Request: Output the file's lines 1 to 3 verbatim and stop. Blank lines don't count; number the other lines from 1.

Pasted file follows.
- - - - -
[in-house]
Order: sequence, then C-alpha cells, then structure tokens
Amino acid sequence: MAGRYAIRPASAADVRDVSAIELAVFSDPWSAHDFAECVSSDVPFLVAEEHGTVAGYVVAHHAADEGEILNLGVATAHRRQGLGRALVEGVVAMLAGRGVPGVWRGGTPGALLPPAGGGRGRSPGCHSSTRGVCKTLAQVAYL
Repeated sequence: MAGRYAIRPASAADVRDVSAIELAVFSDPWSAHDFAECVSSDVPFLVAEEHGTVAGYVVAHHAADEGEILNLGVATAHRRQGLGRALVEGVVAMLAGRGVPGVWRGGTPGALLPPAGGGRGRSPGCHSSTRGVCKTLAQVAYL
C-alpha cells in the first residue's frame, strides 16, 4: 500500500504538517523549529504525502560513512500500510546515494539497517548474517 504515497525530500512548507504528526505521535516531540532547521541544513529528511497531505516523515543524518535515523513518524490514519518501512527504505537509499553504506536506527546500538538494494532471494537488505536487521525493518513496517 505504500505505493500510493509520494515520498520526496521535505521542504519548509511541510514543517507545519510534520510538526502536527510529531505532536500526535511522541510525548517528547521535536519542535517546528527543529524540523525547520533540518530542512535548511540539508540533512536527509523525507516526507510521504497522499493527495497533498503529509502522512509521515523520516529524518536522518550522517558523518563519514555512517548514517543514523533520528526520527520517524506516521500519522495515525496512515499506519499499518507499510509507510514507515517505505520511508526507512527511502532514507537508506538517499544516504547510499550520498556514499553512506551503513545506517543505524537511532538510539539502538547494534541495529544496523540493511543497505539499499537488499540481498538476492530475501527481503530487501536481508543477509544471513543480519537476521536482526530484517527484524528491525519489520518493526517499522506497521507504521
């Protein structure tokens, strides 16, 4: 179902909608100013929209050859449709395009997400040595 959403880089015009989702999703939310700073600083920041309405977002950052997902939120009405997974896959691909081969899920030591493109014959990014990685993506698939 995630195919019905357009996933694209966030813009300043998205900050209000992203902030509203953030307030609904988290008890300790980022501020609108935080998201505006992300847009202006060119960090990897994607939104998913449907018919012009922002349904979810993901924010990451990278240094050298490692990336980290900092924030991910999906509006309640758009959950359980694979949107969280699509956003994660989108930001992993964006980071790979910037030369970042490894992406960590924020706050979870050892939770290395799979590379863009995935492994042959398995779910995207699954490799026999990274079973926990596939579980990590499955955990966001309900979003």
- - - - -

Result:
[in-house]
Order: sequence, then C-alpha cells, then structure tokens
Amino acid sequence: MAGRYAIRPASAADVRDVSAIELAVFSDPWSAHDFAECVSSDVPFLVAEEHGTVAGYVVAHHAADEGEILNLGVATAHRRQGLGRALVEGVVAMLAGRGVPGVWRGGTPGALLPPAGGGRGRSPGCHSSTRGVCKTLAQVAYL